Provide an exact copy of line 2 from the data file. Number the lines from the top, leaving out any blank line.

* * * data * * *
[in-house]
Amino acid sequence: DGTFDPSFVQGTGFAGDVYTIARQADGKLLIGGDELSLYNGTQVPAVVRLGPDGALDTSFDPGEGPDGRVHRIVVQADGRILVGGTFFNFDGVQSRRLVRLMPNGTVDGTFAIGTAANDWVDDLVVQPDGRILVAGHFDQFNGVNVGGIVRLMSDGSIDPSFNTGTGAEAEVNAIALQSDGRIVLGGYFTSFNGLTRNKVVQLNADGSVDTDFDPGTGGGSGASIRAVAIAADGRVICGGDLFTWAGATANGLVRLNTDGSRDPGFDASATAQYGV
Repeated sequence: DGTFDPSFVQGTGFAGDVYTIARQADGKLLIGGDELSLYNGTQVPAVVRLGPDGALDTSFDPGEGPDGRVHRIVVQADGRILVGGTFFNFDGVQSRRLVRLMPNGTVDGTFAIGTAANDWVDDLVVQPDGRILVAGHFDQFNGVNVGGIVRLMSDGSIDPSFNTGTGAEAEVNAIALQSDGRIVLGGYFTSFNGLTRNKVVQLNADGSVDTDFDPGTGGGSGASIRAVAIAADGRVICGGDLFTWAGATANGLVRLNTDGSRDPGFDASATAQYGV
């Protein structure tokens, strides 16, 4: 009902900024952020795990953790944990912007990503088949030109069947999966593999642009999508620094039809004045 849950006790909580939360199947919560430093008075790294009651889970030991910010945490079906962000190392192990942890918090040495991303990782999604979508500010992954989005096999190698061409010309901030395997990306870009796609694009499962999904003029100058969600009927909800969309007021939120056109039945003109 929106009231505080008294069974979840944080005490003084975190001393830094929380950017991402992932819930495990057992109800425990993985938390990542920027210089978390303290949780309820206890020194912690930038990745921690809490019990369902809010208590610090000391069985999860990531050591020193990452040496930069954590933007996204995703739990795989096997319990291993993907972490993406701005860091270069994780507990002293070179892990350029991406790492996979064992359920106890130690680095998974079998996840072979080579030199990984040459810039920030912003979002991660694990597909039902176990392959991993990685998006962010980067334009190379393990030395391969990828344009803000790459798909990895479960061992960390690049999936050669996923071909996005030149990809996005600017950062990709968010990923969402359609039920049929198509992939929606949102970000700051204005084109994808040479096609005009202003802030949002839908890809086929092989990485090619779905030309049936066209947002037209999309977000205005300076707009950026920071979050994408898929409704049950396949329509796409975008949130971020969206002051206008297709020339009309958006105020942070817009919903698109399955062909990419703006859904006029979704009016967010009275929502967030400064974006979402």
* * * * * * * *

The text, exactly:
Amino acid sequence: DGTFDPSFVQGTGFAGDVYTIARQADGKLLIGGDELSLYNGTQVPAVVRLGPDGALDTSFDPGEGPDGRVHRIVVQADGRILVGGTFFNFDGVQSRRLVRLMPNGTVDGTFAIGTAANDWVDDLVVQPDGRILVAGHFDQFNGVNVGGIVRLMSDGSIDPSFNTGTGAEAEVNAIALQSDGRIVLGGYFTSFNGLTRNKVVQLNADGSVDTDFDPGTGGGSGASIRAVAIAADGRVICGGDLFTWAGATANGLVRLNTDGSRDPGFDASATAQYGV